This low-rider chair is killing me, my God, my God, why hast thou forsaken me? If I lean back I look like a stoner. Where can I put my legs without feeling like young Abe Lincoln?

“I left him on the porch and then came back out and told him I was packed and ready to go. He couldn’t believe it. I said ‘I’m all packed and you can take me to the airport. If I don’t hear from you what I need to hear tonight, not what you think I want you to say, not what anybody else said, I’m leaving and you can take me to the airport. I’d rather sleep on the airport floor than have to stay here with you with heavy shoulders.”

She leaned in and glared intently at me. It was my turn?

“Oh, wow, that is really deep. Really what happened then?”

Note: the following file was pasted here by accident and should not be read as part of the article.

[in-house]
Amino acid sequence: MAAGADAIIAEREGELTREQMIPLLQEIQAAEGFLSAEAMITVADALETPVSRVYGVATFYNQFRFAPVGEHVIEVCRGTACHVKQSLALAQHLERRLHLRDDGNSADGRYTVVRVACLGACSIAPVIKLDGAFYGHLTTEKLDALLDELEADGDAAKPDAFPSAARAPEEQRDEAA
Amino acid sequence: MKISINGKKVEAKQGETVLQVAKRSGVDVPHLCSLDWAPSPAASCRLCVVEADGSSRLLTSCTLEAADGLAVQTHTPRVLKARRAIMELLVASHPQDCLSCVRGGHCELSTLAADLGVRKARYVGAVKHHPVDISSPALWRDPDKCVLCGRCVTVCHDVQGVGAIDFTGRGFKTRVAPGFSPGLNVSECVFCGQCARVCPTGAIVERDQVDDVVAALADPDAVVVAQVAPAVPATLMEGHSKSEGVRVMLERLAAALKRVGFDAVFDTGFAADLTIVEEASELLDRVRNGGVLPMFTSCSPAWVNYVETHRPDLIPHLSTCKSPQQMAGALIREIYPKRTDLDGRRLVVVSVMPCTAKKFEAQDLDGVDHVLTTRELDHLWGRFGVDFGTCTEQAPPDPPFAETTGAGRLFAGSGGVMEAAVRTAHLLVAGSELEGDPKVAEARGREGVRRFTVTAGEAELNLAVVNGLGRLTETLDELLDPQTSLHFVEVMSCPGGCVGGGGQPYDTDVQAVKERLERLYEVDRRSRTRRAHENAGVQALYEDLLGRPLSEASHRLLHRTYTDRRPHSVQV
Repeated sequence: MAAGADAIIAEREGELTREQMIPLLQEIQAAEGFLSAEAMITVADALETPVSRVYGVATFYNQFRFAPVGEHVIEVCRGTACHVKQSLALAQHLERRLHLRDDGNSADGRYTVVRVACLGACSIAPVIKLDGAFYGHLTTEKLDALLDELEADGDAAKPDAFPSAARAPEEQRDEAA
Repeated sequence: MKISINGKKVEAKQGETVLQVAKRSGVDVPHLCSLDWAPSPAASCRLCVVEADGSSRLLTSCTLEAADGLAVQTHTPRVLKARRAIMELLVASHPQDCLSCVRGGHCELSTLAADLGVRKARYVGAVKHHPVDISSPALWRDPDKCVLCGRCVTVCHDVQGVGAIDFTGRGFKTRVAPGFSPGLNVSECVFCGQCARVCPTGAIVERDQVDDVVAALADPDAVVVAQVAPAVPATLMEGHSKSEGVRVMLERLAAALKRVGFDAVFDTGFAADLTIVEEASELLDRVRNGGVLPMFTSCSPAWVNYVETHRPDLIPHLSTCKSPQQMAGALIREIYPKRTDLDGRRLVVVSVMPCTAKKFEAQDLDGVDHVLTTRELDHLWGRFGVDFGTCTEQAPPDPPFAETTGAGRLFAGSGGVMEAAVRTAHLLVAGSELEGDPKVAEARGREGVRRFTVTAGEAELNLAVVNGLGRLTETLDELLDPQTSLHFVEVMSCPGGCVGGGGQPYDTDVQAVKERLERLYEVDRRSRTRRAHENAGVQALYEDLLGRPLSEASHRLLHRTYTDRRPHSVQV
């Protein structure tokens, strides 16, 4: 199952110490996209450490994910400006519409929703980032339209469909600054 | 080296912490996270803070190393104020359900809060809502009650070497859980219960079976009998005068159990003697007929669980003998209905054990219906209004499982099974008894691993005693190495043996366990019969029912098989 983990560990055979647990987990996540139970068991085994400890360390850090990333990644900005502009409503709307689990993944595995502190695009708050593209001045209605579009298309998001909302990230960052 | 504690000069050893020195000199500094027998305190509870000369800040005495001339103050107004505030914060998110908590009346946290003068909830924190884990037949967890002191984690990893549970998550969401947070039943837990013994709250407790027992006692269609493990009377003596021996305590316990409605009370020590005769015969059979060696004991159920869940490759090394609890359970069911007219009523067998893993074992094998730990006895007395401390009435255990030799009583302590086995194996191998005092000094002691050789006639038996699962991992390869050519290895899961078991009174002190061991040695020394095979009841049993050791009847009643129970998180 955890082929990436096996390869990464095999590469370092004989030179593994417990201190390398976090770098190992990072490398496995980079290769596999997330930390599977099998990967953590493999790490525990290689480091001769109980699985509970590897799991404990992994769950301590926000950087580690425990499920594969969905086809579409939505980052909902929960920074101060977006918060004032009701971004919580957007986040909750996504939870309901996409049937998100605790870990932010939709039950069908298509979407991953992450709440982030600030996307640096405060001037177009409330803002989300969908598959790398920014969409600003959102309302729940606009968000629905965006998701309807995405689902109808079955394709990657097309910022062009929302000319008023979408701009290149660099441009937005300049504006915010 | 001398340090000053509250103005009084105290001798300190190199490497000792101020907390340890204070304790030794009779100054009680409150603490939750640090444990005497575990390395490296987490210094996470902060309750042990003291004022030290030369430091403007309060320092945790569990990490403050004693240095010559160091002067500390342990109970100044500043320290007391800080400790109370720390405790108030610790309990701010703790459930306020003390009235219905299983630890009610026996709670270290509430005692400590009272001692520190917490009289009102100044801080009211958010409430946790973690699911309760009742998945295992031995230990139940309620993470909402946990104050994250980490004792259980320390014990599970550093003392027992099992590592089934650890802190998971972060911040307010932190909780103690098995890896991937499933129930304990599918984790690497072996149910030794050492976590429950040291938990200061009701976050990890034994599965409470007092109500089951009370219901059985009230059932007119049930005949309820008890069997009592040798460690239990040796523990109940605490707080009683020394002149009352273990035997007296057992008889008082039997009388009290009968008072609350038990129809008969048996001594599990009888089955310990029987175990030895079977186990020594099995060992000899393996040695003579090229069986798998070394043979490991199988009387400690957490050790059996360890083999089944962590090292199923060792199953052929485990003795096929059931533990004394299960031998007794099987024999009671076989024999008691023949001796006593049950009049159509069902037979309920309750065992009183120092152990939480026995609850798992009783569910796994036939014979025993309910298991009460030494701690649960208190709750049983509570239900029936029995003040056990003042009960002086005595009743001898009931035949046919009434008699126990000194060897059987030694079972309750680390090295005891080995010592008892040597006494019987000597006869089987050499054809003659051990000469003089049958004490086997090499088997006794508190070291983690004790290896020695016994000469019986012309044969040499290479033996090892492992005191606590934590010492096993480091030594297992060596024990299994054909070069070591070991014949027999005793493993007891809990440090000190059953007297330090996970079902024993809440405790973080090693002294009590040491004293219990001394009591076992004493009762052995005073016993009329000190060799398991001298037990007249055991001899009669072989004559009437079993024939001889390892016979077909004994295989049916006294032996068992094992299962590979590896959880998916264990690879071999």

“It made him think. He wasn’t expecting that. And if you can’t make a man think,” she says, punctuating each word that followed with a jab of her finger in my direction, “He’s not worth the salt on his food.”

“You ain’t never lied.” I proudly declare. Though I’d never heard that one before.

She grabs my resume. “What do you want from this job?”

“I’d like $16 hourly.”

And a secret webcam on your crazy ass because no one is going to believe me and I could probably turn a good movie script or edgy sitcom out of this.

The perfectly sprayed hair swings back in my direction.

“16?”

Oh, man, did I low ball, high ball? I’m sure I’ve screwed myself now. I hate needing a job this badly. “That’s the minimum I get from the temp agencies.” A lie, but…